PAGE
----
Continued complaints about rodent infestation were fielded by the Select Board at the September 11 meeting during public comment. Resident Jackie Collins, who reported that she had captured ten rats on her property in just six days, hosted a meeting of 70 concerned residents on September 10. Collins expressed frustration that two weeks after the Board of Health meeting which she attended, she still had received no follow-up as to what actions the town government had taken regarding the issue. Town Manager Robert LeLacheur, who officially disclosed that he had rats in his yard as well, shared that the town website was updated with information about what residents could do to prevent rodents from coming onto their property as well as the health risks posed by rodents. He also reported that inspections of dumpsters around town had been increased, despite only having received complaints regarding one dumpster at a West Street service station. “We need to go after offenders vigorously.” Board member Barry Berman declared.
LeLacheur reiterated that the development on Prescott Street did not seem to be the point of origin for the animals and that the developer of the project had gone “above and beyond” with prevention measures than was expected of it. He also suggested that the Archstone Development had had some issues with rodents that were never reported to local officials. LeLacheur pledged that the town would do whatever it could to handle the problem. “Cost is not the issue.” he declared.
Several members of the Select Board urged that whatever action could be done, be accomplished quickly. “It’s mission critical.” Board member John Halsey commented, “We’ve got to act on it.”
The board also voted 4-1 to indefinitely postpone action on the request from the Steelworkers Union Local 12012to place a moratorium on non-emergency natural gas line work in town by National Grid, citing safety concerns due to the use of replacement workers. Town Counsel had advised that the Select Board did not have the authority to make a moratorium, though the chance of reprisal from National Grid if it did so, was low. Board member Vanessa Alvarado suggested that the board could place a moratorium on public projects while informing private property owners of the safety concerns. Halsey echoed a concern raised by Berman about the Main Street repair project, “If we make a declaration that we are not going to do any public projects, we may lose the [Main Street] funding.” Halsey stated. Alvarado suggested that if the gas line work under Main Street was not completed correctly, the new repairs would have to be ripped up to correct the problem. “I feel frustrated that our hands are tied.” Board Chair Andrew Friedmann declared. The board asked Alvarado to compose a letter to the state Department of Public Utilities expressing the board’s concern for public safety coming from potentially sub-standard gas line work and asking how many inspections they have performed on gas line work done in Reading. The board will review the letter at their next meeting.
The board heard from residents requesting that Ordway Terrace should be renamed Frank Driscoll’s Way. LeLacheur stated that the town has never had this type of request before and that research had to be done to see how it might be accomplished. A letter from resident Virginia Adams pointed out the street was named for Reading Fire Chief Orville Ordway, who served in that role from 1912-1936. Driscoll’s daughter stated that her father knew of the origin of the name of the street and was proud of the fact of its naming origins. It was also suggested that the street could receive an honorary name while retaining the original name for official purposes. The board will wait for town staff to complete its research on the topic.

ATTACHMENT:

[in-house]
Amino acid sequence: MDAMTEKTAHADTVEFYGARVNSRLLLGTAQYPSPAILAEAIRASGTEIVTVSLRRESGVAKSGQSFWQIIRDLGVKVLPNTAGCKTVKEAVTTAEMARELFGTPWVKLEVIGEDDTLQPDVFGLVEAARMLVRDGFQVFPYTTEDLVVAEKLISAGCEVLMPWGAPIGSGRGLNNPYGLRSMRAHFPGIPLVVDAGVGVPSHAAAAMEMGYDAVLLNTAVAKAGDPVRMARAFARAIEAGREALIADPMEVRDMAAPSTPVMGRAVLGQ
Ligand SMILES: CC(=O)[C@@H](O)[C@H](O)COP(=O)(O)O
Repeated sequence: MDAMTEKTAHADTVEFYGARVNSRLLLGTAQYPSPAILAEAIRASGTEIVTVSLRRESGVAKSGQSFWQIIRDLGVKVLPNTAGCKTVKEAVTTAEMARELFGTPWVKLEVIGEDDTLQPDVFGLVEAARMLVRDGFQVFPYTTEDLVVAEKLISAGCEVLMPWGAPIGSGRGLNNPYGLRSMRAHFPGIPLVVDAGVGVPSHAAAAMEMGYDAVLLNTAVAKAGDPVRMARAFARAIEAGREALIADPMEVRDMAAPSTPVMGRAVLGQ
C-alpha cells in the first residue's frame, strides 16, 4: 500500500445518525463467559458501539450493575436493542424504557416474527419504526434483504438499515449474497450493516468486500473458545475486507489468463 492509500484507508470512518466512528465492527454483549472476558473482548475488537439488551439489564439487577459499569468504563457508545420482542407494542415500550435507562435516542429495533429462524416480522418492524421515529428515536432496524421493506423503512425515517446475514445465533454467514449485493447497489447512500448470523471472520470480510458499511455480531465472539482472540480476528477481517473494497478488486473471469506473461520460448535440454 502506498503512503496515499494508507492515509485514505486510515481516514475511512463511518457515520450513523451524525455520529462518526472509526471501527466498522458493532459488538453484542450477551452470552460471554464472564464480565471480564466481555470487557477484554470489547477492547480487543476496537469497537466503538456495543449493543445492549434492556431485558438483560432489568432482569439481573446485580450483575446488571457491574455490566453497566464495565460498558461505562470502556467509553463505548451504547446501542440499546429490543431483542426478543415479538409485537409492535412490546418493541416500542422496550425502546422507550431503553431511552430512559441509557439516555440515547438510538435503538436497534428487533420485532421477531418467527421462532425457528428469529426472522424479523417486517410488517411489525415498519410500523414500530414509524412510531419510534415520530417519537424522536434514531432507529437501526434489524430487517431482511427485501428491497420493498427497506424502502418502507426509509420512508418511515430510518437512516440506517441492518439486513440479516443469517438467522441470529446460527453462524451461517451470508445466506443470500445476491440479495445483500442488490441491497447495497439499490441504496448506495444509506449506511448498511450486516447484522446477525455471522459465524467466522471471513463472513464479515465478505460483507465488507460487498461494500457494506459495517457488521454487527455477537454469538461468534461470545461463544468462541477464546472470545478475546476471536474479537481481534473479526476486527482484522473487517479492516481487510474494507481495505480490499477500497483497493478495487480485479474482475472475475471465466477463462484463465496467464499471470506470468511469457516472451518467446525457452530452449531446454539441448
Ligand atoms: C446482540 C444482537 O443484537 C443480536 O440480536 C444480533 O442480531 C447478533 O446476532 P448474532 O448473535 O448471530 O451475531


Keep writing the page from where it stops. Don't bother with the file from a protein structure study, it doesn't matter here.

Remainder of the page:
Berman and Alvarado gave a report regarding Select Board communications, making several suggestions regarding email usage and the use of social media for public engagement purposes. Board member Dan Ensminger also suggested that the board be more proactive with local media outlets, including RCTV.
The board proclaimed September to be Hunger Action Month in Reading, encouraging residents to make donations to local food banks. It recognized Timothy K. Kelly, Jr. for achieving his Eagle Scout award and completed the Town Manager’s annual performance review. Several members of the board expressed frustration over the form used to complete the review. The board appointed Friedmann to be the second Select Board liaison to the Board of Health and reviewed its prioritized goals for the year.
LeLacheur reported that the town government had received several grants including more than $600,000 from FEMA to hire firefighters that will be disbursed over three years. Ensminger questioned how this affected the money designated for this purpose from the override. LeLacheur stated that this issue would have to be decided by the board at a later date. Halsey reported that the library will now be open on Sundays from 1:00-5:00 pm starting October 7.
Ensminger opened the meeting with a remembrance of the heroism of flight attendant and Massachusetts resident Amy Sweeney on September 11, 2001. “The price of liberty is eternal vigilance,” Ensminger commented.
The Select Board adjourned to executive session at 10:20 pm.